How To Be Happy – Devotional By Dale O’Shields – 11/16

How To Be Happy

“I’m not happy!”

How many times have you proclaimed your discontent with the circumstances of your life? When was the last time you voiced your unhappiness, inwardly or outwardly, with your life situation, relationships, responsibilities or current challenges?

Unhappiness, dissatisfaction and discontentment are at epidemic proportions in our culture. Notwithstanding all of the comforts, conveniences and opportunities around us, most people struggle with some degree of irritation and agitation about their lot in life. The common mantra in the minds and mouths of many is, “I would be happy if _____________________ !” People are on a perpetual journey for the “perfect” job, spouse, friend, house, church, vacation … They are looking for the “magic medicine” that will cure most, if not all of their frustrations, and resolve the restlessness in their soul.

Here is the bad news –– perfection doesn’t exist in this world. The search for a “perfect life” always leads to a dead end. It is an expectation that will always be disappointed. It is a sure way to live an unhappy life.

But there is some good news. Although perfection is impossible in this life, happiness isn’t! God has prescribed the path to happiness. We get there by practicing certain attitudes –– the attitudes of contentment and gratitude.

To be “content” is to be satisfied with what we have. It is to look for the blessings God has given us, and to express our gratitude to Him for them. It is the changing of our perspective from concern over what we want but don’t have to true appreciation for the good things we do have. This shift produces a radical change in our feelings, decisions and interactions with others.

Although these attitudes run counter to our human nature, they can be learned. Take a look a what the Bible says about them:

“… For I have learned to be content whatever the circumstances.” — Philippians 4:11

“… I have learned the secret of being content in any and every situation …” — Philippians 4:12

“But if we have food and clothing, we will be content with that.” — 1 Timothy 6:8

“… Be content with what you have … ” — Hebrews 13:5

“I will thank the Lord at all times. My mouth will always praise Him.” — Psalm 34:1 (GW)

Contentment and gratitude go together. Contentment declares, “I’m going to stop focusing on deficits. I’m going to look at the assets in my life!” Then gratitude takes over. It is an attitude that becomes an action. When we are grateful, we appreciate the kindnesses, benefits and blessings we have received and communicate our thankfulness to those responsible for them.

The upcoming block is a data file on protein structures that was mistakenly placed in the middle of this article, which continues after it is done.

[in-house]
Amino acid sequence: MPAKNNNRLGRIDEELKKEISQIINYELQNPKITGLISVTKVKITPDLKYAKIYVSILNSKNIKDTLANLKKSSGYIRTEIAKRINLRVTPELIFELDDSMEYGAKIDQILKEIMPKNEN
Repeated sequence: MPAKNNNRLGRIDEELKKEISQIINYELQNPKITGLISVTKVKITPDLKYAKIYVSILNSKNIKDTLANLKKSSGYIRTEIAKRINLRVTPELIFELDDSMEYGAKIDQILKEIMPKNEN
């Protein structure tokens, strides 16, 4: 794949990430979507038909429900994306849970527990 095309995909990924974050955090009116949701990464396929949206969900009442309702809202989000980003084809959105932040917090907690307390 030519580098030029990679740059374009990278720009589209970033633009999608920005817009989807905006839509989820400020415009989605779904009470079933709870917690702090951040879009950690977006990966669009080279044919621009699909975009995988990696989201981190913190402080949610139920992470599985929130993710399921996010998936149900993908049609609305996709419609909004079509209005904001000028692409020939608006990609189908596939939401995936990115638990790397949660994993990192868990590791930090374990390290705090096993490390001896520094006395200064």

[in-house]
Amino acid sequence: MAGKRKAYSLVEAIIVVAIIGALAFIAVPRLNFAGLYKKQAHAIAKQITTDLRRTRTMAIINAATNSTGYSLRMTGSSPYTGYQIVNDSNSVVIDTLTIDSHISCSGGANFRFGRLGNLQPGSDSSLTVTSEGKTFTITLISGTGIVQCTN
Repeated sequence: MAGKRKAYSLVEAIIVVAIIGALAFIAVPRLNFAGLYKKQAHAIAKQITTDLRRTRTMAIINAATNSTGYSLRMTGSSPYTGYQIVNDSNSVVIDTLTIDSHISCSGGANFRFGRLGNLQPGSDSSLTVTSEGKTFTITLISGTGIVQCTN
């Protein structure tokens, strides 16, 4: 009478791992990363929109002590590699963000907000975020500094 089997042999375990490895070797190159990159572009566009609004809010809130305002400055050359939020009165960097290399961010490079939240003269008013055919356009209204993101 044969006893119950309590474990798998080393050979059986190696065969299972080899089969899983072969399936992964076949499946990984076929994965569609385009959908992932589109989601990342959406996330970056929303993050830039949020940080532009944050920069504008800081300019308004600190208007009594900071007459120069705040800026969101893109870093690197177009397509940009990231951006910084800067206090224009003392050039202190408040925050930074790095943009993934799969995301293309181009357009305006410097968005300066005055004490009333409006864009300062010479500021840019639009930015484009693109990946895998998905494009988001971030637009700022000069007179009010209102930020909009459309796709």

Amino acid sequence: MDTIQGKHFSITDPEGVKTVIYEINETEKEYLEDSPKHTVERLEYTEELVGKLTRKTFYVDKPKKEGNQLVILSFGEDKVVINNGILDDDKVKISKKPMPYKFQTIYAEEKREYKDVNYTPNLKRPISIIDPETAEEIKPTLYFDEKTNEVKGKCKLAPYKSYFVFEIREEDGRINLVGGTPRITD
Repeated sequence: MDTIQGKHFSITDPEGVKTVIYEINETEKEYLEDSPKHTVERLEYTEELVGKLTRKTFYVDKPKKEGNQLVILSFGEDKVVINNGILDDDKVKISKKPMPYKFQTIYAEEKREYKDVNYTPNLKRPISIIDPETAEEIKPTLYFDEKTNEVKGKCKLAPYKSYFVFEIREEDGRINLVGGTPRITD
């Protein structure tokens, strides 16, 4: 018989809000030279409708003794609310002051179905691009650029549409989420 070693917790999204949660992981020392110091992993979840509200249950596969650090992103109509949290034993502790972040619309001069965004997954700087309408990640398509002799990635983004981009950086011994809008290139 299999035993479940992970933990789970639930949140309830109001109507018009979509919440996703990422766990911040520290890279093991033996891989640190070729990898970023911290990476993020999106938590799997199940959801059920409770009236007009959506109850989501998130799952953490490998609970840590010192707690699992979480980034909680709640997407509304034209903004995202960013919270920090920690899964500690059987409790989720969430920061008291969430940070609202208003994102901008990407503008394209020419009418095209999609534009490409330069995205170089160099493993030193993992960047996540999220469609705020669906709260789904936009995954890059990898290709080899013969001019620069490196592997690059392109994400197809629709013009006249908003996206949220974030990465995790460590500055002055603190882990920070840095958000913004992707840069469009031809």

Have you been battling with unhappiness lately? The way to happiness is not a change in your outward circumstances, it is a change in your inward attitude! The secret to happiness is a spirit of contentment demonstrated through expressions of gratitude.

Go ahead, start counting your blessings. Take your mind off of the things you don’t have. Get busy thanking God and others for the good in your life. And don’t be surprised when a new level of satisfaction sweeps over your soul!

Dale O’Shields

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Quiet Walk – November 17

November 17

2 Timothy 3

As Christians, we must be on our guard to follow the truth continually.

INSIGHT

The Scriptures are designed to be the basis of truth for leading a Christian to maturity in Jesus Christ. They are accurate and trustworthy, afford adequate knowledge, and lead to a godly, biblical lifestyle. They also yield a biblical ministry: “that the man of God may be complete, thoroughly equipped for every good work” (v. 17). A mature Christian is one who knows what he needs to know (knowledge), is what he needs to be (lifestyle), does what he needs to do (ministry), and is guided by the Scriptures in all of this.

PRAYER

Praise the Lord for His magnificent Word that contains perfect instructions on how to live:
Deal bountifully with Your servant,
That I may live and keep Your word.
Open my eyes, that I may see
Wondrous things from Your law.
I am a stranger in the earth;
Do not hide Your commandments from me.
My soul breaks with longing
For Your judgments at all times.
You rebuke the proud and the cursed,
Who stray from Your commandments. . . .
Your testimonies also are my delight
And my counselors (Psalm 119:17-21, 24).